1. The Fiske Family
2. The Bennetts
3. The Dicksons
4. The Abbey
5. Landmarks and Personalities
6. The Great Road
7. The South Side
8. Merriams and Fields
9. Sold to Riley
10. Early Automobiles
11. The Dump
 
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THE DICKSONS

 

   Even as she grew older her determination never faltered. Dur-  ing World War II, if she happened to be late for a bus, and she often was, she drove as fast as she could until she had overtaken   it, forced it to the side of the road and climbed aboard. As far as    I know the bus drivers were more amused than angry, which was just as well because any dressing down would have gone in one  ear and out the other.
   My parents had seven children — Mary, myself, Teddy, Anna, Edward, Bill and Ruth, but as Mary died before Ruth was born   we were essentially six. Living as we did in a rather remote lo-cation, we had to use native ingenuity in contriving our various forms of amusement. One of my very early recollections is       being pushed down the back stairs by Mary, a painful experience that called for vengeance at the earliest opportunity; and so it    went until Teddy was old enough to become the victim.
   Our back stairs were perfectly straight with a door into the kitchen at the bottom. Whenever we got a new cook, we broke  her in by letting several dozen golf balls loose at the top of the  stairs all at once. Their impact on the closed door was enough to scare any unsuspecting person out of her wits.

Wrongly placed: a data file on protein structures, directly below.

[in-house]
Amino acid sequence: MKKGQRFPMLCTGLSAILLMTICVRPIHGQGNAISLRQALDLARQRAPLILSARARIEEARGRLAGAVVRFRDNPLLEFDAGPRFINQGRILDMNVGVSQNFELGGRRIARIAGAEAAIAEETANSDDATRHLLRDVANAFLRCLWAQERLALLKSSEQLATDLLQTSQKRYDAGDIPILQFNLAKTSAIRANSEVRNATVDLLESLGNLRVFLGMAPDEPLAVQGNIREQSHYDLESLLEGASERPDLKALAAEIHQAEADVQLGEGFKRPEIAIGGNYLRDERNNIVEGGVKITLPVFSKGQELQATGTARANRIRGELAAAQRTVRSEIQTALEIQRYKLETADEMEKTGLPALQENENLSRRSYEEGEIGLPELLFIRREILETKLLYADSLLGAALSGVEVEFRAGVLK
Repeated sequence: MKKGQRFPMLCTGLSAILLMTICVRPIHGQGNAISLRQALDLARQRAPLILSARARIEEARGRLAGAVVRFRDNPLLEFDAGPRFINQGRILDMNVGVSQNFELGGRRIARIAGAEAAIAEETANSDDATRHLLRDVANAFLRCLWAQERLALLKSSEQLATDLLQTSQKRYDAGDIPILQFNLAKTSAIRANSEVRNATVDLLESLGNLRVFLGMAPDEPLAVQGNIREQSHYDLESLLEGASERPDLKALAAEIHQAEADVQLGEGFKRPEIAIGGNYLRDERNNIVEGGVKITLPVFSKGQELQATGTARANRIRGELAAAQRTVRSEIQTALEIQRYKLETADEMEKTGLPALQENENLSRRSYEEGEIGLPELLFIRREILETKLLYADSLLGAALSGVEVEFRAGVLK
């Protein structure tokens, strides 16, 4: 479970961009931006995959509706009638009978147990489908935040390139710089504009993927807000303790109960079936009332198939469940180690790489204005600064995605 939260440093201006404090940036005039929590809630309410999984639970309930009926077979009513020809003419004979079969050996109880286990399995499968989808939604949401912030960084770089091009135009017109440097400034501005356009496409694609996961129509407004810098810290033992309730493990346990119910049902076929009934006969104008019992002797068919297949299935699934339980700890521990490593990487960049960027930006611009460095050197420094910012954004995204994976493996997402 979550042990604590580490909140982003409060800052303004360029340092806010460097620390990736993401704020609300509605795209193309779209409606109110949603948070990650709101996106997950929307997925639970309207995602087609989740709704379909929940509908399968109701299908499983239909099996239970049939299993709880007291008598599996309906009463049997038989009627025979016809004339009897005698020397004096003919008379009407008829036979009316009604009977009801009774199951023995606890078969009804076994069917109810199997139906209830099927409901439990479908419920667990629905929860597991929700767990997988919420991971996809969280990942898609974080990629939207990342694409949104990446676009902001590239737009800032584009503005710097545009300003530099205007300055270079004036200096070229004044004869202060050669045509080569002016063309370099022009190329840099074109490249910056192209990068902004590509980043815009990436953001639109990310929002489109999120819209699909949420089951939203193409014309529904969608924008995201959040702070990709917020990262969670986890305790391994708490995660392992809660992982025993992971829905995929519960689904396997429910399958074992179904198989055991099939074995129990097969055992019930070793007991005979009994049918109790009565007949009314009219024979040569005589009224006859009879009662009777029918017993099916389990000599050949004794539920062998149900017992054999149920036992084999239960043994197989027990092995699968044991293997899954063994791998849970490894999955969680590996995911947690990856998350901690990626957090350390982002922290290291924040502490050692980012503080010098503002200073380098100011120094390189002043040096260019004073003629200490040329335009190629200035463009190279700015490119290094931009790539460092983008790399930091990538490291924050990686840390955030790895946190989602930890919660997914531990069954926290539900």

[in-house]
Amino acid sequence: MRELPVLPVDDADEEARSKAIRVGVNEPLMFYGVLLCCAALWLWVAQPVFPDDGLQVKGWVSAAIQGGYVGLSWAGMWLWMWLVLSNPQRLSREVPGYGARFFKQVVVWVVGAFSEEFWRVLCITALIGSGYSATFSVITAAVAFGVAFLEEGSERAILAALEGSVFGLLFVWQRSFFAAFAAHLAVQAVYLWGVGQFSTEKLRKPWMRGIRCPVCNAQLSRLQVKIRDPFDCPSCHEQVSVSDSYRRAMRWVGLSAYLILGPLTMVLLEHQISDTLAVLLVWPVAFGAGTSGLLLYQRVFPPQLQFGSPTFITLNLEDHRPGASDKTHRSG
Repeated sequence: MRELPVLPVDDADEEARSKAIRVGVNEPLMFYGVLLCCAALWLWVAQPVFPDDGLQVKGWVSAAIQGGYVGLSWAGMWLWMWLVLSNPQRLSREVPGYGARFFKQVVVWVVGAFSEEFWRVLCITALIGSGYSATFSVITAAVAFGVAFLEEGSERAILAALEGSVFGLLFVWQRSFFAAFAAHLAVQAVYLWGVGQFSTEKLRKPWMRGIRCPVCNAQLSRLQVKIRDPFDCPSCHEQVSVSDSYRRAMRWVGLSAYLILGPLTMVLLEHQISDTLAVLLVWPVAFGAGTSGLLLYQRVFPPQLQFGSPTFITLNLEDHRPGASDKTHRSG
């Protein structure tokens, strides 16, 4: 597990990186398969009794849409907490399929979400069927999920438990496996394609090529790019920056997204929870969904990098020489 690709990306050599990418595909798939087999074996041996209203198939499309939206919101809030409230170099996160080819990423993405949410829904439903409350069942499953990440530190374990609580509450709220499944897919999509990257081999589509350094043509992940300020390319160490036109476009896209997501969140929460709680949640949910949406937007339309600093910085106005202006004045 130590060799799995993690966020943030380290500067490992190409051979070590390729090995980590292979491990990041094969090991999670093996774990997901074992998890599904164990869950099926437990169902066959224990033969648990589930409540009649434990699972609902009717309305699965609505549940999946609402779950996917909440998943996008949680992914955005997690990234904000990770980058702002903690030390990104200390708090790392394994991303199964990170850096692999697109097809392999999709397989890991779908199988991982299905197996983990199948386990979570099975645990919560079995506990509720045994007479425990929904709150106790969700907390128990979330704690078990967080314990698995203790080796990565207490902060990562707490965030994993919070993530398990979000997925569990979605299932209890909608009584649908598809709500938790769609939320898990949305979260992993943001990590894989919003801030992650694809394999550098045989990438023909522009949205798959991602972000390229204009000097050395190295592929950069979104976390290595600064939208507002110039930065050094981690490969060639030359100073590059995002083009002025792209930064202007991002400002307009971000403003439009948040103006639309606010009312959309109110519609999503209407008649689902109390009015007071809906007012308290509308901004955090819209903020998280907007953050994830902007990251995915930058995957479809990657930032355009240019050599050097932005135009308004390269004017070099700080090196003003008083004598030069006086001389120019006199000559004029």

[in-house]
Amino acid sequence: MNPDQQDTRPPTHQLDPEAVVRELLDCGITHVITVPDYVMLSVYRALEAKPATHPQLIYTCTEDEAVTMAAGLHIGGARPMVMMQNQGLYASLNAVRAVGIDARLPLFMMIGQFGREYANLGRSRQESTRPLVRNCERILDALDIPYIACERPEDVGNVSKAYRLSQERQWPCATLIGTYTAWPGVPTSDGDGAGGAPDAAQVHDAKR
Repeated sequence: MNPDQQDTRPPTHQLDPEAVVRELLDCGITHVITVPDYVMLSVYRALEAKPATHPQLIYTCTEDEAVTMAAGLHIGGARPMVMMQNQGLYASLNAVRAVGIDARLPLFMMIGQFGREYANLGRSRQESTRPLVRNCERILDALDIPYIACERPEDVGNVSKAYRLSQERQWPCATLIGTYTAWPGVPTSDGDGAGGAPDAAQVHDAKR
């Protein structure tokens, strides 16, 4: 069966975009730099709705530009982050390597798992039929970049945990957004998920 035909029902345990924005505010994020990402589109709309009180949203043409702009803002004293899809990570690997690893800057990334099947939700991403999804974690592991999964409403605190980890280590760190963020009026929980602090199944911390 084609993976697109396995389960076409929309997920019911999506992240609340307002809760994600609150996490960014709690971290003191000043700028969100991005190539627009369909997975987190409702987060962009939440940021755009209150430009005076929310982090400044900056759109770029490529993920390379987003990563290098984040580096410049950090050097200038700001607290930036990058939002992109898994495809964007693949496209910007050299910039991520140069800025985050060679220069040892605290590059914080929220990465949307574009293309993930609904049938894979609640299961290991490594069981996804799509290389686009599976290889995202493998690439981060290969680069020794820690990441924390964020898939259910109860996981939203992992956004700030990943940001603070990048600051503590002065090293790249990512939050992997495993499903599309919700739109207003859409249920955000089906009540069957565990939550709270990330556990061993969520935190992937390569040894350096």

Another amusement was to play games in the night. The  children's wing of our house went off at an angle from the main  part, and my parents at one end could look across to our rooms   at the other. However, they were sound sleepers, and we could usually pull down our shades and turn on the lights in the small hours without being detected, and indulge in various antics such    as checkers, cards or perhaps a treasure hunt. We moved about  on tiptoe, never raising our voices above a whisper and making every effort not to get into each other's hair and stir up a rumpus.

 

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